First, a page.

"You turn the book over and there’s these little nooks and crannies and there’s butterflies on all the ledges… and I’m going, this is very strange.”
There’s further links involving visions of “corridors, high ceilings, stone doors opening and closing, echoes…” seen by a student at a gig, who later researched a thesis into ‘Rhiannon and related subjects’ which bore out Stevie’s lyrics so exactly that she applied to Stevie for further information.

    “I said, Lindsey, I’ve never read any of that stuff, but it’s all there in the song. I figure I really didn’t need to read it, I just think I was around at some point.” I won’t elaborate; I know that if, like me, you believe in those kind of supernatural things you’ll believe it, and if you don’t you won’t.

– Sounds, October 30, 1976.

Thanks to @headersonline for the beautiful graphic.

“I’m very weird about money anyway becau…

“I’m very weird about money anyway because to me, money is one of the most unimportant things in life. Unless you’re a happy person, what good is money going to do for you anyway?“

Here’s another little clipping to celebrate Kenny Loggins’ birthday today. 

Courtney Love: One thing you’ve always done, I…

Courtney Love: One thing you’ve always done, I realized recently, is write about these muses, these other females, these goddesses. These parts of yourself. You don’t write big, sexy love ballads about men. I wondered why that was for you? Because I do the same thing. I was listening to a song of Billy Corgan’s yesterday called “I Need a Lover.” It’s sexy, okay. But I’m listening and I’m going, I can’t write like this.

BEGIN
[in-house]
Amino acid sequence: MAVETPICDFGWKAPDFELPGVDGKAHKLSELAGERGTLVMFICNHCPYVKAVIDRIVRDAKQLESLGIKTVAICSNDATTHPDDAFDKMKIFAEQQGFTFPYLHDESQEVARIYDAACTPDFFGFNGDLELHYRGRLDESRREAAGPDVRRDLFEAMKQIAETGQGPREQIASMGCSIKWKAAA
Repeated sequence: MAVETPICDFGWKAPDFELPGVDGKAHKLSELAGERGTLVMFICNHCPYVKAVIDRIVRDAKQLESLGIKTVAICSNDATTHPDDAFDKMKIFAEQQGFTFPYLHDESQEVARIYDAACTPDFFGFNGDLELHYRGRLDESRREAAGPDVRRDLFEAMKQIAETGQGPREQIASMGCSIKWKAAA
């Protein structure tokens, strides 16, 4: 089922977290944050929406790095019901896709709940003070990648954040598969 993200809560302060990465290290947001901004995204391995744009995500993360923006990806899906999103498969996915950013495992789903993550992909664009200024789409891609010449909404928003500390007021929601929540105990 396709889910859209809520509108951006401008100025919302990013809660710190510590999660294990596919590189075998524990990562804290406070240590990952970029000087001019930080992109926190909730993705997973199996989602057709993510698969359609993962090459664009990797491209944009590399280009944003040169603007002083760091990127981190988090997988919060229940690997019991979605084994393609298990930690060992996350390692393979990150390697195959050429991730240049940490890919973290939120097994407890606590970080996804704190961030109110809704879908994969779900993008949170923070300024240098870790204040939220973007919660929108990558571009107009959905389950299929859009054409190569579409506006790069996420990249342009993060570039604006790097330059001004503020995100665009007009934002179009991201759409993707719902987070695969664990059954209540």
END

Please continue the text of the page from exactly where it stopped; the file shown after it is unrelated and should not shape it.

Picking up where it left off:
Stevie Nicks:
You know how else asked me that same question a long time ago: Prince. We were really close for a while–we never went to bed together, but we had something that was very, very special. And he always said, Why don’t you write songs that are more sexual? And I said, Well, because that’s no the way I am in my real life. I am not a person who walks naked through the house. I will always have something beautiful on. It will be beautiful, and it will enhance me.

Blonde on Blonde, Spin Magazine, 1997.

An episode with Stevie Nicks

An episode with Stevie Nicks:

Do you ever suffer imposter syndrome or have you always felt that you are where you belong?

“No, I have never suffered imposter syndrome. I have always felt I am exactly where I am supposed to be, doing exactly what I was supposed to be doing.”

Stevie Nicks reveals how she almost got kicked out of Australia for singing with Tom Petty

Stevie Nicks reveals how she almost got kicked out of Australia for singing with Tom Petty:

New article/interview filled with great quotes and anecdotes.

‘Rock yourself into the stars’: Stevie Nicks doing it for Tom Petty

‘Rock yourself into the stars’: Stevie Nicks doing it for Tom Petty:

When Stevie Nicks closes the shows on her Australian tour with her 1981 hit Edge of Seventeen, it will hold a particularly special meaning for the Queen of Rock ‘n’ Roll. 

“There was a whole verse written about Tom Petty that I never really referred to
,” Nicks said.
Petty, who died in October, was a long-time friend and collaborator of Nicks and she credits him with helping her launch her solo career.